The valuation derived during an acquisition is all about metrics. The numbers you typically hear about are EBITDA (earnings before interest, tax, depreciation and amortization) multiples and revenue multiples or total deal value. 

Don’t forget that most exaggerate. There is about as much truth in the multiples your peer down the street tells people he sold for as there is in the size of the fish he caught last weekend.

What is probably less known, but is still very interesting, are the numbers behind the numbers. Do you really know what helps a buyer decide what multiple he is actually going to pay for a seller? Some of it has to do with competition or the scarcity value of the asset. More of it has to do with a number of factors including historic organic growth, profitability, number of producers, quality of client list, account concentration and consistency of contingencies. 

The EBITDA multiple is affected by risk. A buyer is taking a risk, reasoning if it pays you an 8x multiple at the closing of a transaction, it can sustain (and grow) your profitability levels for each of the next eight years. It is effectively paying you with your own money. However, it is giving it to you risk-free and all at once. A seller’s ability to command a higher multiple correlates directly to its ability to lower the risk associated with its business. 

One area often overlooked by sellers is the quality and depth of staff. You are in the insurance business, but you are also in the human capital management business. An agency with depth and redundancy in its staff is looked at more favorably. An agency that has a stable of producers (who actually produce and are not just maintaining a book of business) as opposed to being reliant on the majority owner to drive substantially all new business is also a positive trait. 

Recruiting talent is one of the most difficult challenges throughout the industry. It is not easy to find the next great producer, commercial lines manager, or account executive. Agencies must make recruiting a part of their ongoing strategy. A recruiting strategy does not mean you put an advertisement on your website when one of your employees quits or decides he wants to retire. 

Organizations should consider a multifaceted approach to building their bench. Finding a top tier producer without a non-compete is about as likely as seeing a unicorn. That is not a strategy.  Agencies are not able to throw money at the problem either. Trying to lure producers away from their current employers or fighting restrictive covenants is not an advisable strategy. This is not Major League Baseball. A strategy used by the New York Yankees or Los Angeles Dodgers to buy high-priced top talent just doesn’t work. You have to be more akin to the St. Louis Cardinals or the Washington Nationals. They have well-run front offices positioned to grow talent through their farm teams. They are a selective force in free agency. Consider applying their strategy to your agency.

Are you interviewing three to five people a week in your organization? Are you networking for new hires even if you don’t have an open position? You should be. Good people don’t typically fall into your lap. For the typical insurance agency to be sustainable, recruiting and training efforts must become a much greater focus.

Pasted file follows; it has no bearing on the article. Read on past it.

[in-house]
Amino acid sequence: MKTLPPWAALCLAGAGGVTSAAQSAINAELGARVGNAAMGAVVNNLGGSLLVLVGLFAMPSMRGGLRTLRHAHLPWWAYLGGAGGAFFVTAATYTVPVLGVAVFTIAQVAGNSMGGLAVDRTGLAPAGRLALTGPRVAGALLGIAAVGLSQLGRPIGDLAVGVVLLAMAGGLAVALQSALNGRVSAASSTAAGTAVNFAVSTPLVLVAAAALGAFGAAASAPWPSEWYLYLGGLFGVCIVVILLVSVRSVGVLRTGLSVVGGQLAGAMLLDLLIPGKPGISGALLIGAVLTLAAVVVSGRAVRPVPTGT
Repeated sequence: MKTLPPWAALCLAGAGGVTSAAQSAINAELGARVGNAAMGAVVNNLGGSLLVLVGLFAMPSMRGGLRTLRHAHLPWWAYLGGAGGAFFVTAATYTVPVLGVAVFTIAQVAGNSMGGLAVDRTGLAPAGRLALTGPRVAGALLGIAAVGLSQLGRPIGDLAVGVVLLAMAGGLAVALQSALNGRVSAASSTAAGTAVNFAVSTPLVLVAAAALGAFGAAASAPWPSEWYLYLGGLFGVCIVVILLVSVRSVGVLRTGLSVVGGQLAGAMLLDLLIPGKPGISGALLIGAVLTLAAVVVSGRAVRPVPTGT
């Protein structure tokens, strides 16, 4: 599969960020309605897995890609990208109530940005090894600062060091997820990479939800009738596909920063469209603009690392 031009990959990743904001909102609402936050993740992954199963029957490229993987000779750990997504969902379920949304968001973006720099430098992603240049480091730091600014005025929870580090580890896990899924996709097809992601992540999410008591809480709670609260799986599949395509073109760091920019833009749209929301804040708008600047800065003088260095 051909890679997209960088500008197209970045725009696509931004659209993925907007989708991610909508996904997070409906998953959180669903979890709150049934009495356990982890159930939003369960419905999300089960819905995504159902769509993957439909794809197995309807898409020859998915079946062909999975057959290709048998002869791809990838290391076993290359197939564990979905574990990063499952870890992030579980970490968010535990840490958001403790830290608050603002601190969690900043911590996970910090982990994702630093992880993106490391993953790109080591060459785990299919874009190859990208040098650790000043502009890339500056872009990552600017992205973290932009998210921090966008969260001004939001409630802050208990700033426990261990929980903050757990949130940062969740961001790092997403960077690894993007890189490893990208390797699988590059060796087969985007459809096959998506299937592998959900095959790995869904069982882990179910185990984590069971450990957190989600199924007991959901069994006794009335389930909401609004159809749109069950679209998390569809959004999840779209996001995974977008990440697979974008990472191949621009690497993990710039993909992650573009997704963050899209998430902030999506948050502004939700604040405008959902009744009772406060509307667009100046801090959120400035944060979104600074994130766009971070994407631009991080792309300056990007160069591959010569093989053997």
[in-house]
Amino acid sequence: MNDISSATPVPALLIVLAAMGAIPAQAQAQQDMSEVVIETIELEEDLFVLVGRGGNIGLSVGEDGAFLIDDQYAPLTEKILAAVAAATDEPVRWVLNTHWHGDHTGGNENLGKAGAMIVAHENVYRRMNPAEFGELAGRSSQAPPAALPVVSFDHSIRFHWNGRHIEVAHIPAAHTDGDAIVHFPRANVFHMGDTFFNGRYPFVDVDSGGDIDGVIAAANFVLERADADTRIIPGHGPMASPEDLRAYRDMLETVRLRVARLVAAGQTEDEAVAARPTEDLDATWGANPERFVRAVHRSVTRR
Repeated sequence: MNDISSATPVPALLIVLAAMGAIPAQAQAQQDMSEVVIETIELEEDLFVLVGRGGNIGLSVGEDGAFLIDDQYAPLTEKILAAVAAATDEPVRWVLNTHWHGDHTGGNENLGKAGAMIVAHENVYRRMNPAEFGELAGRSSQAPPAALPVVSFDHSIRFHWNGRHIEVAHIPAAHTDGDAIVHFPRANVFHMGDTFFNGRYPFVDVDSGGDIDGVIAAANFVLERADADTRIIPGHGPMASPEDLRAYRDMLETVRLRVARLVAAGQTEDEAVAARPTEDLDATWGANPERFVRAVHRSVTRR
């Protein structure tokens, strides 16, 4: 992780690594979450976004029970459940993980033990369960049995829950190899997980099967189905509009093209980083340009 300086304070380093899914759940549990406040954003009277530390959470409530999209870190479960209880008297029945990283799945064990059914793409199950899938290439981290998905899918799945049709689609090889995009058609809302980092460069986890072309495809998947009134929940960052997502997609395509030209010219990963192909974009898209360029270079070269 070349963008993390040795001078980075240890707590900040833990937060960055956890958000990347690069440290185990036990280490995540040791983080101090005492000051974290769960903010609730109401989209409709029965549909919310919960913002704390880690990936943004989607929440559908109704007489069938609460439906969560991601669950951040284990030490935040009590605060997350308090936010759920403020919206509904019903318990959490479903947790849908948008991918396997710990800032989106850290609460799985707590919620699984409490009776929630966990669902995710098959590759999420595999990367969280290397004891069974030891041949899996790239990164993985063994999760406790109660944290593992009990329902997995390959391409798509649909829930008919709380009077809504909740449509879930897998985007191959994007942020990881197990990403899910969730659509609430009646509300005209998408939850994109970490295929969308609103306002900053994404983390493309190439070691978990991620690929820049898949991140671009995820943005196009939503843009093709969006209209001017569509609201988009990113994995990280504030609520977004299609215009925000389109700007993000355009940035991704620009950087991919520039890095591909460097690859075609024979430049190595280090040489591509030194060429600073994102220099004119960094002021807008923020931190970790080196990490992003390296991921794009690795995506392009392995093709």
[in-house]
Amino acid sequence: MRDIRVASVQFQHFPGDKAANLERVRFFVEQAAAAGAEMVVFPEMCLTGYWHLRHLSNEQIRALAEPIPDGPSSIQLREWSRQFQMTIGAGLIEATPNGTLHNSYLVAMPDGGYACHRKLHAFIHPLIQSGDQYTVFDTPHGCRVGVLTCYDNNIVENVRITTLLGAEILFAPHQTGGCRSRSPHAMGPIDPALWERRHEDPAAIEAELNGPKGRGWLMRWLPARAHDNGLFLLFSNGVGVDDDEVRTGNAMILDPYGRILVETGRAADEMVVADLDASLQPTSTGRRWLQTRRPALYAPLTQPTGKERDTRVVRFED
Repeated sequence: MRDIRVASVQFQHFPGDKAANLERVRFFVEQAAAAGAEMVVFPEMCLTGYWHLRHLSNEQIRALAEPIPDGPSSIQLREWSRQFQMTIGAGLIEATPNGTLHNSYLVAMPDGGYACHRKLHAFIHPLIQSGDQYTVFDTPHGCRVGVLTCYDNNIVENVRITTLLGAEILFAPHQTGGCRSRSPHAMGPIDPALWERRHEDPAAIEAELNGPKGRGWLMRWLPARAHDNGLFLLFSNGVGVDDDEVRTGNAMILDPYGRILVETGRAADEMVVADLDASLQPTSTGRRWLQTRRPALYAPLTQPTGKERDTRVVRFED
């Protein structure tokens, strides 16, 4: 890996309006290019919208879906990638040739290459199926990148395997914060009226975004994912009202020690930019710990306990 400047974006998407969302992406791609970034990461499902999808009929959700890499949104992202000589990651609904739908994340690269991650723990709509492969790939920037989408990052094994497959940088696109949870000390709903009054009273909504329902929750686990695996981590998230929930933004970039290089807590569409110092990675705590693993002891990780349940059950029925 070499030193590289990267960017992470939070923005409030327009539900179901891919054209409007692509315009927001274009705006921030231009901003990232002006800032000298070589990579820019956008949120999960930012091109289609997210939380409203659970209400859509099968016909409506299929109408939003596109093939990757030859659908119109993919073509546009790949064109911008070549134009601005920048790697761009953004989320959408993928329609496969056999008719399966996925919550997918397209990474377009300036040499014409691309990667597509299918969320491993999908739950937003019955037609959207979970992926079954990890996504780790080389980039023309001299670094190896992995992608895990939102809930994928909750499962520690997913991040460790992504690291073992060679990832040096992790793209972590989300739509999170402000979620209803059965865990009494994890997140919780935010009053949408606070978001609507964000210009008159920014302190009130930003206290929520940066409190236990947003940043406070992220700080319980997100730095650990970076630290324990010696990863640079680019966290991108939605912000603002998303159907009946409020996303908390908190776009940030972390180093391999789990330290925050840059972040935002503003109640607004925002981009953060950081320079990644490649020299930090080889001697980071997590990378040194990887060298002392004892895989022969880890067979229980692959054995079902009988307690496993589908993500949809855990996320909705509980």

This next generation will not only better position the firm for internal perpetuation, it also creates a better risk profile. Buyers are not really interested in inheriting your transition challenges. The sustainability of your book of business and your ability to grow are much greater if you have a solid team not heavily weighted by individuals within five years of retirement.

It is imperative you take action. Put it in economic terms to help convince yourself and your partners that an aggressive recruiting, onboarding and training curriculum are essential. A robust recruitment program will help you grow today and will probably improve your multiple when it is time to exit.

Market Update

The deals keep streaming. The 26 deals announced in July bring the year-to-date total to 216.  There were significant announcements in early August, which will likely lead to another month of 25+ deals.

AssuredPartners announced its investment partner GTCR will be selling its interest in the firm to APAX Partners. This is the same PE firm that took Hub International private in 2008 and subsequently sold its interest in 2012 to Hellman & Friedman.

AssuredPartners is still leading the pack with 19 transactions for the year. Hub International gets the second spot with 14. Confie Seguros and Arthur J. Gallagher are tied at third with 10 each. AJG also announced it closed its transaction with Boston-based William Gallagher. NFP finishes July in fifth place with eight announcements. NFP’s July activity includes the acquisition of Long Island, New York, specialty brokerage BWD Group, continuing NFP’s commitment to growing its p-c presence across the country. 

Integro announced it will sell to Odyssey Investment Partners. This is the fourth private equity recapitalization of a Top 100 brokerage in three months.

The crazy part of all these transactions is that it is not even painting the whole picture.  BroadStreet Partners, Acrisure, and NFP have not publicly announced all of their transactions.  Collectively the three firms have announced only 15. Yet the three firms have privately reported 48 completed through July. This would increase our 216 total to 249. I am sure there are more unannounced deals from other buyers too, but these three firms give you an idea of what is happening just below the waterline. The Top 100 is undergoing significant consolidation, private equity continues to buy the buyers, and the independent space continues to struggle to be competitive in an ever-changing environment. 

At some point this has to slow down, but for now, put on your seat belt and enjoy the ride.